BlackRock boss Fink warns negative interest rates could hit, not help, growth
Larry Fink, the head of the world's largest asset manager BlackRock, has said negative interest rates could hit economic growth instead of encouraging it.
In a letter to BlackRock shareholders published on the company's website, Mr Fink said not enough attention is being given to the effect low rates have on people's ability to plan for the future.
He said a 35-year-old looking to make $48,000 a year in retirement income from the age of 65 would have to save three times as much when rates are at 2pc, compared to when they are at 5pc.
"This reality has profound implications for economic growth: consumers saving for retirement need to reduce spending if they are going to reach their retirement income goals and retirees with lower incomes will need to cut consumption as well," he said.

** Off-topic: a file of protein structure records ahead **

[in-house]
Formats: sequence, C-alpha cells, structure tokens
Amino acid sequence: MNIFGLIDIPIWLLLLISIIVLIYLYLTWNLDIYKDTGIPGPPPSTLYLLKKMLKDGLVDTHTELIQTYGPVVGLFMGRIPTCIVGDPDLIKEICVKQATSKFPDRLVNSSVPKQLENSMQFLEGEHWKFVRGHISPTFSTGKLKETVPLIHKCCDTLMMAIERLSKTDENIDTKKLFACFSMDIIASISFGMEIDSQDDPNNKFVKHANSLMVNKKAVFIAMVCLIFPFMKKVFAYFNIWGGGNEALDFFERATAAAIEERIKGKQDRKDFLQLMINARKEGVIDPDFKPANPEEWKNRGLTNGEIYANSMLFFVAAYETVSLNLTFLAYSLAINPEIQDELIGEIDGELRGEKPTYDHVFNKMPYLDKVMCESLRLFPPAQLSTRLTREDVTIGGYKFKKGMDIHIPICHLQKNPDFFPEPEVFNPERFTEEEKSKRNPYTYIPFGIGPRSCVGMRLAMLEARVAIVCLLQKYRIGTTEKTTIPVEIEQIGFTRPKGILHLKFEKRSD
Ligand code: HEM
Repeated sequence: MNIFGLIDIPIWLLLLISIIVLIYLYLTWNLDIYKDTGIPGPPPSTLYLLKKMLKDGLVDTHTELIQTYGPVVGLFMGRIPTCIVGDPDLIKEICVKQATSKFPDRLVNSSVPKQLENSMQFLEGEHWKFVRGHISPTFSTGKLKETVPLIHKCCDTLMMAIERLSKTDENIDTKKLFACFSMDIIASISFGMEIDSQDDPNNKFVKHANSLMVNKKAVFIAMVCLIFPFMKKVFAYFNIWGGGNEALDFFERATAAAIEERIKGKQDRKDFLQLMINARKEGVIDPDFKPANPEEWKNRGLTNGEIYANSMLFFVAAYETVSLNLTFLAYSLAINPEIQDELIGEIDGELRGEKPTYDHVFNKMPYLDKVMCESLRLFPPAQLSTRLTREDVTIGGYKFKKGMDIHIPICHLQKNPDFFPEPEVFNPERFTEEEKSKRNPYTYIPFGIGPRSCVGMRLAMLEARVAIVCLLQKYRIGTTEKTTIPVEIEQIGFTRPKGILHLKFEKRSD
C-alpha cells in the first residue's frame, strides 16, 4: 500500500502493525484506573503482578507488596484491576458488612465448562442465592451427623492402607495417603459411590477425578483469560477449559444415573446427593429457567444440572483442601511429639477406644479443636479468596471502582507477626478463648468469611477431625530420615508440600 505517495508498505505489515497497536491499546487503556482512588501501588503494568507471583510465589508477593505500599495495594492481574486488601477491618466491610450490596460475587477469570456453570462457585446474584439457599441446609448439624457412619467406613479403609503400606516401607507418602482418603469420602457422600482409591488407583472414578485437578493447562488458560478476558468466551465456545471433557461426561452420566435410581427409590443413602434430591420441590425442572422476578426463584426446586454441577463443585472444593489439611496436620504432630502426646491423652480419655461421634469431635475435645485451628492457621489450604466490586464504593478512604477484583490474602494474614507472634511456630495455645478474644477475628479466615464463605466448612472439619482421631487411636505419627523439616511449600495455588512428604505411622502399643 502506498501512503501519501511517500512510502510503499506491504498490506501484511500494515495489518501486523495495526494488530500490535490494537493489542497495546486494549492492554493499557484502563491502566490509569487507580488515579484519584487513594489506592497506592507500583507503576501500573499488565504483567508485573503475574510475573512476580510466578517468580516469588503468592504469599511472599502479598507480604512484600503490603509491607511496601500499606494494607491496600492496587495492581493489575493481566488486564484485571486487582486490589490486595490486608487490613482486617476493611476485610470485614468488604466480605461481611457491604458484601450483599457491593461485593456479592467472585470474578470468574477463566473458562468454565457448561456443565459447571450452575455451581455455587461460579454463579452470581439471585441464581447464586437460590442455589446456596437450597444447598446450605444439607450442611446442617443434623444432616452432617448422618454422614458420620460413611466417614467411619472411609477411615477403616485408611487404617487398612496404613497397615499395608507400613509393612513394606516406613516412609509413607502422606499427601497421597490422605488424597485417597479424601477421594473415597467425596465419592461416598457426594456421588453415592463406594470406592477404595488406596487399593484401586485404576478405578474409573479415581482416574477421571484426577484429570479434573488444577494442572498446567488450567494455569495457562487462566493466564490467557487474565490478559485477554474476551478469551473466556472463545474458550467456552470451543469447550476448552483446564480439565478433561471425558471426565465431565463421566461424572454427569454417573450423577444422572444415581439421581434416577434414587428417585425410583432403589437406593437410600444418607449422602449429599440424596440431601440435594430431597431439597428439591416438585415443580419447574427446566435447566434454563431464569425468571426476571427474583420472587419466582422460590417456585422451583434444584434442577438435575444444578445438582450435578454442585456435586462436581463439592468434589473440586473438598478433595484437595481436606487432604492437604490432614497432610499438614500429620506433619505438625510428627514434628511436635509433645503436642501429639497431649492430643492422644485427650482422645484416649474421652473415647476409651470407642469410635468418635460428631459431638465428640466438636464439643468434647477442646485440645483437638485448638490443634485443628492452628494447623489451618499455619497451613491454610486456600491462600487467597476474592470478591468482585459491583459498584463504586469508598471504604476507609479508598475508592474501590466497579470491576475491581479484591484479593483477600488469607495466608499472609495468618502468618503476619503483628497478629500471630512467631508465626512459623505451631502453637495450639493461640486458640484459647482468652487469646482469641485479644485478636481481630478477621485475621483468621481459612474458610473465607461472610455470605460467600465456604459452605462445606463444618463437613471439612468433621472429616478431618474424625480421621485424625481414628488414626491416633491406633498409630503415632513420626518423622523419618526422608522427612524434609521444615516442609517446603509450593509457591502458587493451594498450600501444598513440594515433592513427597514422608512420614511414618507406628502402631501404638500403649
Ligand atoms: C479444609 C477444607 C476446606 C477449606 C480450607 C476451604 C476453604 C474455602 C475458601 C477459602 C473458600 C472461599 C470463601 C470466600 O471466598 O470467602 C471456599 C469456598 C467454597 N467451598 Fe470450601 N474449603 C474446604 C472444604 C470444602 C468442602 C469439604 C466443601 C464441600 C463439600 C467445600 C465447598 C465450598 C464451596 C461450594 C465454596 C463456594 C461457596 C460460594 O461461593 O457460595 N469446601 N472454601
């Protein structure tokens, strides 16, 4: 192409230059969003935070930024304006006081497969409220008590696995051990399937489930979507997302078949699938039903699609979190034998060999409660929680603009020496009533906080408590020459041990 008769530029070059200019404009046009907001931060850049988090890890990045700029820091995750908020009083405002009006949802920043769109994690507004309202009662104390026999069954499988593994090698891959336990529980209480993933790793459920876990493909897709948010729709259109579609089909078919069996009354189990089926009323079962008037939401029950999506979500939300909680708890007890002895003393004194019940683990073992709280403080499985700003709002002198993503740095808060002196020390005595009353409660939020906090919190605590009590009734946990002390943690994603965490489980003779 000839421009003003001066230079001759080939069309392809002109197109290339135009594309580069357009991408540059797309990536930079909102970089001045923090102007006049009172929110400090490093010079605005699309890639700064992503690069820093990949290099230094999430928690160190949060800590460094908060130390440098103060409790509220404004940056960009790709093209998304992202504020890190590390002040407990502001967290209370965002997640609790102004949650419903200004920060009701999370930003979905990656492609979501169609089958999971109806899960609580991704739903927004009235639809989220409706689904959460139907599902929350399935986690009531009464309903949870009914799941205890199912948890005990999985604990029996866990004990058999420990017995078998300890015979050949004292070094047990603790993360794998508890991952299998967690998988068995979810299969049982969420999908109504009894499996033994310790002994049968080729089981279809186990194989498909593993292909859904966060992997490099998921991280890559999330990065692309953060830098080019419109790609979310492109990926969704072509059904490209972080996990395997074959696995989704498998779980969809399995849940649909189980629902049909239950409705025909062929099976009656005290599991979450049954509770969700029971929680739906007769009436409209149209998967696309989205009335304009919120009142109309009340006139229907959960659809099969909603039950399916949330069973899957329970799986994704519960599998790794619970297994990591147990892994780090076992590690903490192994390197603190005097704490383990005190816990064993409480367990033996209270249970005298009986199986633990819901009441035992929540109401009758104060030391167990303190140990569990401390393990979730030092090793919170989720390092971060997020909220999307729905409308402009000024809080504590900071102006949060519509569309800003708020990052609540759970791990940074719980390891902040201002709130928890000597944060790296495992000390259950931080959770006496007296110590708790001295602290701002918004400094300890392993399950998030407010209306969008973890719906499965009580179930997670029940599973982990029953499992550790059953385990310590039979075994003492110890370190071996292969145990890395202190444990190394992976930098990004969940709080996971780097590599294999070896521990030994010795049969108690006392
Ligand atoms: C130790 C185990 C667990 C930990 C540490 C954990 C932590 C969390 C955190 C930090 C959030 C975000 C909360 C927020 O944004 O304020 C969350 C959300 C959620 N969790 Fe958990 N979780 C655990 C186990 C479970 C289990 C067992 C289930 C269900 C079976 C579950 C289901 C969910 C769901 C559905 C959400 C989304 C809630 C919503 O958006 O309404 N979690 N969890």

"A monetary policy intended to spark growth, then, in fact, risks reducing consumer spending."
Negative interest rates, which see savers pay to keep money in a bank, have been introduced in a number of countries in an effort to boost spending. Typically they see banks charged to hold money on deposit at central banks, with the potential for the cost to be passed on to consumers.
Fink's comments come after the IMF warned that there were limits on how far negative rates could go, saying banks could be tempted to lend riskier loans to counteract the rates' effect on profit margins.